Another version of spring rolls is summer rolls (also called Vietnamese spring rolls). These rolls typically have a wrapper made of rice flour. The wrappers come dried and need to be dipped into warm water for a couple of seconds. The water softens the rice paper enough so it becomes moldable and slightly sticky enough to wrap around fresh ingredients like a variety of herbs, cooked shrimp, and rice noodles.

bo bia / fresh spring rolls
bò bía: fresh spring rolls with Chinese sausage

Some varieties of summer rolls are gỏi cuốn w/ peanut dipping sauce (shrimp spring rolls) and bò bía (made with Chinese sausage and eggs). These days, I have also seen new types of fresh spring rolls that include fruit as a dessert!

Ingredients in typical spring rolls

Depending on the recipe and variation, deep-fried and fresh spring rolls can have a mixture of meat and vegetable fillings: 

  • ground pork or beef
  • Carrots
  • shredded cabbage
  • shrimp
  • rice noodles 
  • fresh fruit 

What are egg rolls?

filling inside a cut egg roll
fried egg rolls

Egg rolls are a modern culinary invention and were originally influenced by Chinese spring rolls. It’s been said that egg rolls are a 20th century Americanized version of spring rolls and are now a staple in many Chinese American restaurants. If you’ve ever had deep-fried rolls at Panda Express, you’ve most likely had egg rolls.

Why are egg rolls called egg rolls?

Many people assume egg rolls (most specifically egg roll wrappers) include egg, which is why it’s named so, but it often does not contain any egg whatsoever.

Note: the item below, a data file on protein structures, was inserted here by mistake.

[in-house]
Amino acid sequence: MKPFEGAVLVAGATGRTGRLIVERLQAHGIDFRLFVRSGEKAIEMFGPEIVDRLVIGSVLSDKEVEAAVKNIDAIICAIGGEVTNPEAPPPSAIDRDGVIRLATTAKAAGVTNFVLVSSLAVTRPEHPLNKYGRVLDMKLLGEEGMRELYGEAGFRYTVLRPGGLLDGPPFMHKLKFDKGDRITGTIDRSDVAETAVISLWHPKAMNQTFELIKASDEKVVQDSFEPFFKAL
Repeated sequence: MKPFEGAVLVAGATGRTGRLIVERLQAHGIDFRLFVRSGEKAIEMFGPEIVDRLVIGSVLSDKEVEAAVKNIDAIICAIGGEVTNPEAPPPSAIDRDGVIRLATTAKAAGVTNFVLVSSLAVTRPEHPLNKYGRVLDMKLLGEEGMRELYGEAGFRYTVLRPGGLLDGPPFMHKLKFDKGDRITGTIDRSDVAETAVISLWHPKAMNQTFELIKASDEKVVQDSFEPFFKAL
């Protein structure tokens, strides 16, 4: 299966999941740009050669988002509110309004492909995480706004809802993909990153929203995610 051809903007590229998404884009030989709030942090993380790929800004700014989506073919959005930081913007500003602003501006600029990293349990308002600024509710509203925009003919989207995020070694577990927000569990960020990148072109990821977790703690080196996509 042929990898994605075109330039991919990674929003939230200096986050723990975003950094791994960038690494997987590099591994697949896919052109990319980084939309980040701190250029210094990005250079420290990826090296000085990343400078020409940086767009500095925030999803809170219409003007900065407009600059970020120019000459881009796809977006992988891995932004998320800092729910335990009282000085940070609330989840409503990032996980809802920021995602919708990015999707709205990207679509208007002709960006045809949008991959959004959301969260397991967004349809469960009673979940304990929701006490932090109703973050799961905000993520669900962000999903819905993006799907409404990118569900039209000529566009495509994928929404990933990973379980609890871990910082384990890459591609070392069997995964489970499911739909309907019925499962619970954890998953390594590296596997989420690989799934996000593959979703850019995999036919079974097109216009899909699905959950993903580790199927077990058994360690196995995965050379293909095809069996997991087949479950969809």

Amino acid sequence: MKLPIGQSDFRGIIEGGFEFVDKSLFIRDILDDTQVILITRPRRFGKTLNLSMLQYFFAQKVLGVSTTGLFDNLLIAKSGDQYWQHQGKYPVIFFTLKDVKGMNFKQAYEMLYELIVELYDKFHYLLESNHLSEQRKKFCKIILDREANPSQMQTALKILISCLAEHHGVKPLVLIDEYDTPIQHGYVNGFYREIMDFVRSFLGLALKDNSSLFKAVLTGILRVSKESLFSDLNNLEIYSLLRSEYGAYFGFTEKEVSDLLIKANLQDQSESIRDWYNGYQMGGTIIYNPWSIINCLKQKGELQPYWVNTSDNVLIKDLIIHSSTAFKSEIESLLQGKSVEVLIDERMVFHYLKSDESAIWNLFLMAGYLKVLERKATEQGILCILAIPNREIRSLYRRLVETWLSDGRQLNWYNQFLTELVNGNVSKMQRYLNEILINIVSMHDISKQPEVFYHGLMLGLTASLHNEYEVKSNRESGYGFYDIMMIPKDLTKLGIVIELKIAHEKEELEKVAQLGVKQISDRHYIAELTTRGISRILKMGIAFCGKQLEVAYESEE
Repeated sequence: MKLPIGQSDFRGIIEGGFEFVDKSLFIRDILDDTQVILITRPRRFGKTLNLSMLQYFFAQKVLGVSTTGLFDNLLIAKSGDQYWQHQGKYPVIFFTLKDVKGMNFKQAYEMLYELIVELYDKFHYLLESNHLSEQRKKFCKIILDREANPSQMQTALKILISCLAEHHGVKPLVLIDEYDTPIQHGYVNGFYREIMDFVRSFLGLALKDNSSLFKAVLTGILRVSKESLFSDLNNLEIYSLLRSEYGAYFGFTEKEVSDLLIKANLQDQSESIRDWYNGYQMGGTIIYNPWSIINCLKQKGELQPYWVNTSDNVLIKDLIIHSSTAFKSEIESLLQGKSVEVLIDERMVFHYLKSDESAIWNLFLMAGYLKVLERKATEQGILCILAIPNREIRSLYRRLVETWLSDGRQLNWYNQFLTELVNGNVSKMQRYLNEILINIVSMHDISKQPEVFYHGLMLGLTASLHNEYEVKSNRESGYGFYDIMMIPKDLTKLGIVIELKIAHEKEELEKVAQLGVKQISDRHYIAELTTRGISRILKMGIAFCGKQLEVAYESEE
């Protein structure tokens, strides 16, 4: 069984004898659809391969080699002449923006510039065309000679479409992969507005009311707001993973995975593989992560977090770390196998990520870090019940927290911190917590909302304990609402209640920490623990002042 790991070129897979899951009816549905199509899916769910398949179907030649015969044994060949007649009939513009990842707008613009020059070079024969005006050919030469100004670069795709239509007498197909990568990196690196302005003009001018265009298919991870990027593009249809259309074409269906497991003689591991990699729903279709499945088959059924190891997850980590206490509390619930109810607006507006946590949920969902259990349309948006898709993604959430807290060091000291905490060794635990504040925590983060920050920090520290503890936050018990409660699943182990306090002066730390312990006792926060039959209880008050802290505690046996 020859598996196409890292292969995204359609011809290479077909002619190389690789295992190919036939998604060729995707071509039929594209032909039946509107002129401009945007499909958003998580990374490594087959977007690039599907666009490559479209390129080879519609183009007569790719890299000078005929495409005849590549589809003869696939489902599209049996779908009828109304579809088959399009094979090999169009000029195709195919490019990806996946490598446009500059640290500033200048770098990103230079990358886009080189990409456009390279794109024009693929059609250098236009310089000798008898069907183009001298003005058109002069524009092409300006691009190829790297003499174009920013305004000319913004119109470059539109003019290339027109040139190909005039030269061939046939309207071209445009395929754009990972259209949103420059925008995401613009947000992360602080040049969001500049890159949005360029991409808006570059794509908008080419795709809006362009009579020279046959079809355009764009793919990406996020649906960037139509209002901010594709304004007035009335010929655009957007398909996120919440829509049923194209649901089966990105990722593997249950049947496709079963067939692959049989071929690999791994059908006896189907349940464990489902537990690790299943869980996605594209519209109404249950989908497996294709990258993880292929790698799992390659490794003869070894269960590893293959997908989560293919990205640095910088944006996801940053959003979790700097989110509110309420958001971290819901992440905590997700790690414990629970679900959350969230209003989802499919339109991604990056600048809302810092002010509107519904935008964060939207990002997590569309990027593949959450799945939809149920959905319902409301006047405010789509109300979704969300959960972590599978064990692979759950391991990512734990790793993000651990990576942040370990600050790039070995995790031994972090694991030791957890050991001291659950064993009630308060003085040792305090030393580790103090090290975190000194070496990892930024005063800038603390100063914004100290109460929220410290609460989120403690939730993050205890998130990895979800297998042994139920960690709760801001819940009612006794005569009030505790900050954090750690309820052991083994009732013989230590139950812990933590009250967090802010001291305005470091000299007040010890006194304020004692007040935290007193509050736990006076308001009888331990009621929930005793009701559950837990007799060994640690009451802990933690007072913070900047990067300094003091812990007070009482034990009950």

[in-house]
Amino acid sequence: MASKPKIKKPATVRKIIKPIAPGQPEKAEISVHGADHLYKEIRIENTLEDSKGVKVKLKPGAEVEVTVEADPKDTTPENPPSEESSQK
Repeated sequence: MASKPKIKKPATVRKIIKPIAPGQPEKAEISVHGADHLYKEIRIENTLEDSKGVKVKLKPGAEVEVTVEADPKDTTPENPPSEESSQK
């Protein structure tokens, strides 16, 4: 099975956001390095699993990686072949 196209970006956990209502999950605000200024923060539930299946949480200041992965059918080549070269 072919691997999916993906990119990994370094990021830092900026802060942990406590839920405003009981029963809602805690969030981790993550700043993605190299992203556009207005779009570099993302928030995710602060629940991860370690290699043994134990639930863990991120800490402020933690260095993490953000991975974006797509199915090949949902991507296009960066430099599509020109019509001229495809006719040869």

It’s been thought egg rolls were influenced by a specific called Dan Gun or simply “egg roll” recipe from the Chinese American Cookbook. This dish was basically an omelet that was wrapped around bean sprouts, chicken, and ham–making it an actual egg roll. 

Do egg rolls have eggs in them?

These days, egg rolls rarely are made with eggs either in the wrappers or as a filling. Instead, the thicker wrappers are typically made of wheat flour, salt, and water. When you deep-fry these wrappers, they will have a bubbly exterior. You can typically find these packed fresh in the refrigerated aisle at your local Asian grocery store. 

Ingredients in typical egg rolls

Similar to spring rolls, egg rolls also have various (almost endless) types of fillings depending on where you order them: 

  • chopped meat
  • shredded cabbage
  • carrots
  • tofu
  • bean sprouts

Lumpia vs egg rolls

plate of lumpiang shanghai
stack of fried Filipino lumpia

If you’ve ever been to a Filipino party, you know it’s not complete without a side, appetizer, or second helping of lumpia. While some might call lumpia, Filipino egg rolls, they’re actually spring rolls because of the very thin, smooth wrapper and origin.

Lumpia was a direct influence from Chinese travelers in the Philippines during the 9th century. Lumpia Shanghai is just one version of these Filipino spring rolls because there are many versions that include fresh spring roll wrappers and dessert varieties.